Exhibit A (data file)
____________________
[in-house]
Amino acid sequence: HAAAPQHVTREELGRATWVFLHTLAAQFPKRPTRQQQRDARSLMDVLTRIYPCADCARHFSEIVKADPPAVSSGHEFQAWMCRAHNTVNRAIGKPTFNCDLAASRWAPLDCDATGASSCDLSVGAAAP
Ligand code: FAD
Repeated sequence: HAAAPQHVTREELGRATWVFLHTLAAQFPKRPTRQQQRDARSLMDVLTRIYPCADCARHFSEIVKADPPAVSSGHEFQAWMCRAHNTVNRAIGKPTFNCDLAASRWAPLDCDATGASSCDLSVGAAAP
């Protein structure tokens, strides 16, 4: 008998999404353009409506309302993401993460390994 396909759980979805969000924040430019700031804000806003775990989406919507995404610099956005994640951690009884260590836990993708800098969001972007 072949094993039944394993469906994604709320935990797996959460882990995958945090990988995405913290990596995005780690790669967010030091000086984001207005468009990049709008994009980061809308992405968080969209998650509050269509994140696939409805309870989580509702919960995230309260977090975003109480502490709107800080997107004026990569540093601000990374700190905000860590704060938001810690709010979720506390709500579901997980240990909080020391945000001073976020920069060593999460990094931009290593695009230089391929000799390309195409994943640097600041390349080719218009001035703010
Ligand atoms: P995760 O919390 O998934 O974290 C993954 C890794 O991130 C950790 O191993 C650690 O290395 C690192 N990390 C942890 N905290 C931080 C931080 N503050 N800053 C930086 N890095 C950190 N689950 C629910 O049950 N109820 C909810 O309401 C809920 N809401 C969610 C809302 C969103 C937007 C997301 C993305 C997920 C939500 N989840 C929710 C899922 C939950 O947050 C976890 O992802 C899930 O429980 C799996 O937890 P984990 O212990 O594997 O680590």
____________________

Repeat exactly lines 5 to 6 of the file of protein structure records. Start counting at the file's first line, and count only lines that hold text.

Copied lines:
């Protein structure tokens, strides 16, 4: 008998999404353009409506309302993401993460390994 396909759980979805969000924040430019700031804000806003775990989406919507995404610099956005994640951690009884260590836990993708800098969001972007 072949094993039944394993469906994604709320935990797996959460882990995958945090990988995405913290990596995005780690790669967010030091000086984001207005468009990049709008994009980061809308992405968080969209998650509050269509994140696939409805309870989580509702919960995230309260977090975003109480502490709107800080997107004026990569540093601000990374700190905000860590704060938001810690709010979720506390709500579901997980240990909080020391945000001073976020920069060593999460990094931009290593695009230089391929000799390309195409994943640097600041390349080719218009001035703010
Ligand atoms: P995760 O919390 O998934 O974290 C993954 C890794 O991130 C950790 O191993 C650690 O290395 C690192 N990390 C942890 N905290 C931080 C931080 N503050 N800053 C930086 N890095 C950190 N689950 C629910 O049950 N109820 C909810 O309401 C809920 N809401 C969610 C809302 C969103 C937007 C997301 C993305 C997920 C939500 N989840 C929710 C899922 C939950 O947050 C976890 O992802 C899930 O429980 C799996 O937890 P984990 O212990 O594997 O680590």